Handling Class Imbalance by Introducing Sample Weighting in the Loss Function

“Nobody is Perfect” This quote not just applies to us humans but also the data that surrounds us. Any data science practitioner needs to understand all of the imperfections present in the data and handle them accordingly in order to get the desired results. Once such imperfection is the inherent Class Imbalance which is highly prevalent in most of the real world datasets. In this blog we will cover different Sample Weighting schemes that can be applied to any Loss Function in order to cater to the Class Imbalance present in your data.

What is the Class Imbalance Problem?

The Class Imbalance problem is a problem that plagues most of the Machine Learning/Deep Learning Classification problems. It occurs when there are one or more classes (majority classes) that are more frequent occurring than the other classes (minority classes). Simply put, there is a skewness towards the majority class.

Consider the following dataset which we will use as the running example throughout this blog. This dataset contains 29 classes for a Multi Label Multi Class Text Classification problem.

As you can see, although not major but this dataset has a slight imbalance, where classes like category_6, category_4, category_27 can be considered as the majority classes and category_7, category_3, category_20 etc can be considered as minority classes.

Why is Class Imbalance a Problem?

So far, we have looked and understood what is the Class Imbalance Problem. But why is it a problem? What is the need to overcome this problem?

Most of the Machine Learning algorithms are based on the inherent assumption that the data is balanced, i.e., the data is equally distributed among all of its classes. When training a model on an imbalanced dataset, the learning becomes biased towards the majority classes. With more number of examples available to learn from, the model learns to perform well on the majority classes but due to the lack of enough examples the model fails to learn meaningful patterns that could aid it in learning the minority classes.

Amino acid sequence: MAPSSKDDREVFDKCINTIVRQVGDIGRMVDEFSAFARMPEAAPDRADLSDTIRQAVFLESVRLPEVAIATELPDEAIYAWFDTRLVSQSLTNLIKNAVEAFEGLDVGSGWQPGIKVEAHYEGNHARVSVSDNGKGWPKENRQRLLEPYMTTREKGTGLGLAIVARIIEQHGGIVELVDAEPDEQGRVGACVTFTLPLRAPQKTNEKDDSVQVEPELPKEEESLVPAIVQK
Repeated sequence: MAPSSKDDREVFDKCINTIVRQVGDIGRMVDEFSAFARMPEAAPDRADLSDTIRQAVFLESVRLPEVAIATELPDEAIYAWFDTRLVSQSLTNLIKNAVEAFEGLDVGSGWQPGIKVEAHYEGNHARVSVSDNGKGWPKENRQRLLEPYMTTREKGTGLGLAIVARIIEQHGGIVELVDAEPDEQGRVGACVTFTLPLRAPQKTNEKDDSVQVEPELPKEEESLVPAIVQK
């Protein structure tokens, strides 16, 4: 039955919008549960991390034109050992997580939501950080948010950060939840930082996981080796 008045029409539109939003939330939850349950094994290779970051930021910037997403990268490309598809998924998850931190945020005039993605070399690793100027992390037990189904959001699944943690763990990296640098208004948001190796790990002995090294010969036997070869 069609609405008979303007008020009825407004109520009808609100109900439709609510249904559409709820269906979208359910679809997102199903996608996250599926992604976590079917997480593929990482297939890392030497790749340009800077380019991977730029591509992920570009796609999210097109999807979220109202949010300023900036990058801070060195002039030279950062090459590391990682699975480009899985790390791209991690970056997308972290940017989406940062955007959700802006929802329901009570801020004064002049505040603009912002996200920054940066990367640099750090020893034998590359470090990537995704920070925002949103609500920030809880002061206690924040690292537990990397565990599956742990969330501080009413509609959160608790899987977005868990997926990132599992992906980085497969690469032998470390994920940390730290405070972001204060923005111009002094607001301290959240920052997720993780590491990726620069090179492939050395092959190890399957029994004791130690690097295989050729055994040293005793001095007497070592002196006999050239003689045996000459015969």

Let us look at how a RoBERTa Sequence Classification model performs on this dataset. Based on our business problem, we consider F0.5 as the evaluation metric which is a harmonic mean of Precision and Recall where Precision is considered twice as important as Recall.

The image above shows how most of the minority classes report a poor performance compared to most of the majority classes.

Why not simply ReSample the data differently?

One of most prominent methods for handling Class Imbalance in a dataset is to perform Undersampling for the Majority Classes or Oversampling for the minority classes.

When we perform Undersampling for the Majority Class, we essentially remove certain number of samples associated with the Majority classes. Oversampling for minority classes on the other hand entails repetition of samples associated with the minority classes.

Although either of the two strategies balance out the dataset, it does not directly tackle the issues caused by Class Imbalance, rather it risks introducing new issues. Since Oversampling introduces duplicate samples, it could easily slow down the training and also lead to overfitting in a model. Undersampling on the other hand removes certain number of samples. This could lead to the model missing out on learning certain important concepts that it could have learnt from the samples that were removed as a result of Undersampling.

So what we could do to overcome these issues is to play around with our Loss Function. We could essentially apply different weights to the loss computed for different samples based on the class these samples belong to. Let’s look at this in detail in the section below.

Sample Weighting in Loss Function

Introducing Sample Weights in the Loss Function is a pretty simple and neat technique for handling Class Imbalance in your training dataset. The idea is to weigh the loss computed for different samples differently based on whether they belong to the majority or the minority classes. We essentially want to assign a higher weight to the loss encountered by the samples associated with minor classes.

Let’s consider a Loss Function for our Multi Label Classification running example. I used PyTorch’s implementation of Binary Cross Entropy: torch.nn.BCEWithLogitLoss which combines a Sigmoid Layer and the Binary Cross Entropy loss for numerical stability and can be expressed mathematically as:

Often times, people get confused between Wn_c(weights) and Pc(pos_weights). Wn_c(weights) are the Sample Weights while Pc(pos_weights) are the Class Weights.